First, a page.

Six Smart Women Discussing Doctor Who

VerityEpisode23-300We’re back to talking Doctors this week, but perhaps not in the way you expected. Join Erika, Kat, Liz, and Tansy as we discuss those actors who played the Doctor non-canonically! *gasp* Yes, there are plenty of performances out there that don’t fall under the umbrella of what went out on BBC1. More than some of us realized! Certainly more than some of us cared about.

As you may have noticed, we’re sans Deb this week. With no one (but the hapless Erika) to reign in the troops, see just how far things go off the rails. (Actually, we remain pretty much on track until near the very end.)

(And despite the title of this episode, I’m afraid we don’t actually dip back into the Virgin New Adventures and talk about that shadowy figure from Gallifrey’s ancient past who may or may not have some direct connection to the Doctor. If you want to hear about that, check out this episode of The Doctor Who Book Club Podcast.)

^E

Supporting links:
Two-minute Time Lord 316: What is “Doctor Who Canon” Anyway??? (Time Dilation)
Dr. Who and the Daleks and Daleks – Invasion Earth: 2150 A.D.
Doctor Who and the Curse of the Fatal Death
Scream of the Shalka
Big Finish’s Unbound series
The Infinity Doctors and The Doctor Who Book Club Podcast’s Episode 8: The Infinity Doctors

Also covered:
Tansy’s been working on the Verity! Pintrest!
Kat’s South Park fandom friend started watching Doctor Who!
Liz covets the Pyramids of Mars playset!
Erika listens to Verities on other podcasts! Deb on TARDIS Tavern! Erika on RFS! Kat on RFS! Deb on RFS!

Download or listen now (runtime 1:11:08) 

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Comments on: "Verity! Episode 23 – The “Other” Doctors" (22)

  1. Elvisomar said:

    Good stuff, as always. I missed Deb, but the resulting chaos was fun, in its own way.

    I didn’t understand Kat’s comment about Star Wars canon. Can any one explain it to me?

    You all have definitely caused me to dig out my copy of Scream of the Shalka and actually watch it soon.

    I’d add my own recommend for the Big Finish Doctor Who – Unbound series. In particular Sympathy for the Devil, Masters of War, Full Fathom Five, and Deadline. David Warner as the Doctor was, for me, terribly squee-worthy. I disagree about Exile, though—I thought it was absolute rubbish. Exile was one of the three or four Big Finish stories that had me shouting “really?!” at my iPod in an indignant manner.

    Big Finish seems to be done with making episodes in the Unbound realm, but much like Tansy seemed to suggest, I would love to hear stories with a female Doctor if they were done in a serious tone.

    Finally, like Liz, I’m terribly excited to watch twelve weeks of Peter Capaldi sitting in a box!

  2. I don’t have much to say on the topic but I just wanted to use this space to say how much I enjoy this podcast in general. It is so refreshing to hear women’s voices discussing a genre in which in the past ( andto some extent today) have been routinely silenced and dismissed. I grew up on Buffy, X-Men, Xena, and SF/F YA fiction and always felt embarrassed for my love of these types of shows, comics, and books. As someone who came into DW as an adult woman, I have grown to love it (and be proud of it!) and as a feminist, I love how you all unpack important issues regarding representation, gender roles, and sexuality each week.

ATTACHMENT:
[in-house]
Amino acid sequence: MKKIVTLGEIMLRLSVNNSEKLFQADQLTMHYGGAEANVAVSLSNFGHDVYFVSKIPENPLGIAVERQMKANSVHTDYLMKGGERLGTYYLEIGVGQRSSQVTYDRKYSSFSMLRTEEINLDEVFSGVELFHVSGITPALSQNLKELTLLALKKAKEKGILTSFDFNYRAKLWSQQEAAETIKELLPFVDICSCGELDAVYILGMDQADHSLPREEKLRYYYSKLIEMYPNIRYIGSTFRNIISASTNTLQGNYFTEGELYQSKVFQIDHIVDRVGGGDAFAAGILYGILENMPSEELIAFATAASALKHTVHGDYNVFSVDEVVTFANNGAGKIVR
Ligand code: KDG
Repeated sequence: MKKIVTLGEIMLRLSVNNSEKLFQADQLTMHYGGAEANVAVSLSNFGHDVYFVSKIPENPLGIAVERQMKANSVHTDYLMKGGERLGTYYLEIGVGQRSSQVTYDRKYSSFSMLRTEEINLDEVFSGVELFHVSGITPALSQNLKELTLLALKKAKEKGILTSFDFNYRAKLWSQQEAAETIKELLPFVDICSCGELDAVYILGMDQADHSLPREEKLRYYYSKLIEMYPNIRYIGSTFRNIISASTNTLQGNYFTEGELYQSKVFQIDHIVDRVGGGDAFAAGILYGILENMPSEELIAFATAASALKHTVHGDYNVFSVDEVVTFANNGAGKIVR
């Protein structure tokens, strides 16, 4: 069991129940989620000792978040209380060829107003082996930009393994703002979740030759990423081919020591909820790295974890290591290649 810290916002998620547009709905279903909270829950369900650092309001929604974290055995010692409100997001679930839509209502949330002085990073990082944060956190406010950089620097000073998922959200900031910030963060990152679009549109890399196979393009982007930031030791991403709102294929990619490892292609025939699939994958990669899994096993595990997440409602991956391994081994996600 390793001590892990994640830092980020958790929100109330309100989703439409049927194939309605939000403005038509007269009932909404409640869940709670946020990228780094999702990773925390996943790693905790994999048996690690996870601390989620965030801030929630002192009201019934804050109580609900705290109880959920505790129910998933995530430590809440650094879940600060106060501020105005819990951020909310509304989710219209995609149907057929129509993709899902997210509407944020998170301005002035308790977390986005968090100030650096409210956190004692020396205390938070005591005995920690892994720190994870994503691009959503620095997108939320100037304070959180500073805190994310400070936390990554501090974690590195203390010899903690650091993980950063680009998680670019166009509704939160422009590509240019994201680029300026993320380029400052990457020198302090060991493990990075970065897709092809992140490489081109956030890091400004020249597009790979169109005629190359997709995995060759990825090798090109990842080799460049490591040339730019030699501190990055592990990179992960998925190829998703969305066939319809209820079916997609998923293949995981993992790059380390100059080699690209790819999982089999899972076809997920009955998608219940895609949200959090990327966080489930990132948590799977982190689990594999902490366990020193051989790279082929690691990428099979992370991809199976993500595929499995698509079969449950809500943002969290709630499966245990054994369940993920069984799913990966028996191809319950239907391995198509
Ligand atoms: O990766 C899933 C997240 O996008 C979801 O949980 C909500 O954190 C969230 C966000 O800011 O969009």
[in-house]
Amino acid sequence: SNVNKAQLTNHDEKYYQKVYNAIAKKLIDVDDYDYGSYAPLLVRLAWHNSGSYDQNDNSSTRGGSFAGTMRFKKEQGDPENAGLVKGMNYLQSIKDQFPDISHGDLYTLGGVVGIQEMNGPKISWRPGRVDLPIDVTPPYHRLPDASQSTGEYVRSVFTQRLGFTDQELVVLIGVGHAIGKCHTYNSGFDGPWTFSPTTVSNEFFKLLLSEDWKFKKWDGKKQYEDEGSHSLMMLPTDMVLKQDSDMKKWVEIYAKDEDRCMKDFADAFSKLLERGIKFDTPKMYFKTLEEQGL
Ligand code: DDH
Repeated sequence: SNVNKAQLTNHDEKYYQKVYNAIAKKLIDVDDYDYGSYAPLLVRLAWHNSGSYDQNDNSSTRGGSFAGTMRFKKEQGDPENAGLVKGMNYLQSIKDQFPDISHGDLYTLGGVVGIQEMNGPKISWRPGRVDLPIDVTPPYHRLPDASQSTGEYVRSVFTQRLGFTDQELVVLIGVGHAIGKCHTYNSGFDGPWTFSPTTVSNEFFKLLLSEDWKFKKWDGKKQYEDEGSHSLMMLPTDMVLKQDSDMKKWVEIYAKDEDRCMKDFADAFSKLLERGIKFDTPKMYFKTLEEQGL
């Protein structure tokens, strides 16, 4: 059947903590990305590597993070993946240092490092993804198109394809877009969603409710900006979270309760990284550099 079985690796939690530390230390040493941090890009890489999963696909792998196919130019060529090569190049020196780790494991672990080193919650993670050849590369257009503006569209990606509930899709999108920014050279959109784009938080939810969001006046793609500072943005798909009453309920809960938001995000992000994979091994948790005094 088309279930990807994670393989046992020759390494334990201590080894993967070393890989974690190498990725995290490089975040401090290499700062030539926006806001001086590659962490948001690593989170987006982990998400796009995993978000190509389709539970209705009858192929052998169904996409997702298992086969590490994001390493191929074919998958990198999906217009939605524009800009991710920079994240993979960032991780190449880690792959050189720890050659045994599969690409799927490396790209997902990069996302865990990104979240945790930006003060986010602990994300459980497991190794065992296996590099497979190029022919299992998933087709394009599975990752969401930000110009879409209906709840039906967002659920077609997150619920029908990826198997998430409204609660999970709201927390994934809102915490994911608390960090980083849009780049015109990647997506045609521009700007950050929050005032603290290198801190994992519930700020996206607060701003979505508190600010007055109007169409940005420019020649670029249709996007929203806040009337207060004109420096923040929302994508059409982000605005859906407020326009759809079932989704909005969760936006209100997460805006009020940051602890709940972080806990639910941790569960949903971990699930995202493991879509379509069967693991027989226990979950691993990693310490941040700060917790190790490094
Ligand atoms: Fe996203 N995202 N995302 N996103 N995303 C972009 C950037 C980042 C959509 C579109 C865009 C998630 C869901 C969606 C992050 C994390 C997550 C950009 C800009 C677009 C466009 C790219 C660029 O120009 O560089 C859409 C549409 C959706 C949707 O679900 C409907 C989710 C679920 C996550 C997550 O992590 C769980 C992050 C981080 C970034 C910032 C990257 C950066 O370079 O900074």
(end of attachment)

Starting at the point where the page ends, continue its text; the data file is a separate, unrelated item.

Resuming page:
I’ve been listening to all your episodes from the past several months and to be honest, its the only thing getting me through writing my lectures on atmospheric pressure and earth-sun relations. Plus, it makes me want to watch Classic Who (I’ve only seen about a dozen or so stories) and listen to Big Finish.

    So yeah, big thank you and I look forward to listening to more podcasts while I toil away on my lessons.

  3. Emily said:

    When you were talking about how much Steven Moffat brought into the new series from Curse of Fatal Death, the first thing I thought of was a totally shared line of dialogue. In CoFD, when Hugh Grant’s doctor is dying he tells his companion, “look after the universe for me–I’ve put a lot of work into it.” In the Eleventh Hour, when the Atraxi note that the Doctor’s not from earth he says the same – “no, but I’ve put a lot of work into it.” It was too good a line to ‘waste’ on ‘non-canon,’ apparently 🙂

  4. bekitty3 said:

    A flat white is pretty much exactly the same as a latte, except that the foam in a flat white is taken from the bottom of the jug of frothed milk rather than the top. This means that the foam is more emulsified and the bubbles are a lot smaller than your average latte.

    I imagine that when US folks order coffee, terms like “flat white” and “long black” are seen as possibly racist? I remember that when I was over there, even the term “white coffee” (coffee with milk) generated the side-eye from some baristas.

    • Elvisomar said:

      American here. I’m not sure I agree about the racial concerns about the coffee ordering—those politically-correct concerns are certainly not widespread, anyway. I hear people regularly order “black coffee” over here; but “white coffee” is less descriptive, perhaps? (Even milk with a dash of coffee added is slightly beige.) In any case, coffee ordering is so very region-dependant. You might be interested to know that for many decades (and probably still) if you order “a regular coffee” in New York City, you get brewed coffee with milk and sugar. I suspect there are many, similar quirks and variations around the English-speaking world.

      Regarding a “flat white” in particular, the wikipedia page seems clear that the term originated in Australia in the 1980s, and goes on to suggest that Aussie and Kiwi ex-pats brought the term to the U.K. where it spread. Starbucks has not embraced that term in the U.S. and Canada as it apparently has elsewhere. I had never heard it before today.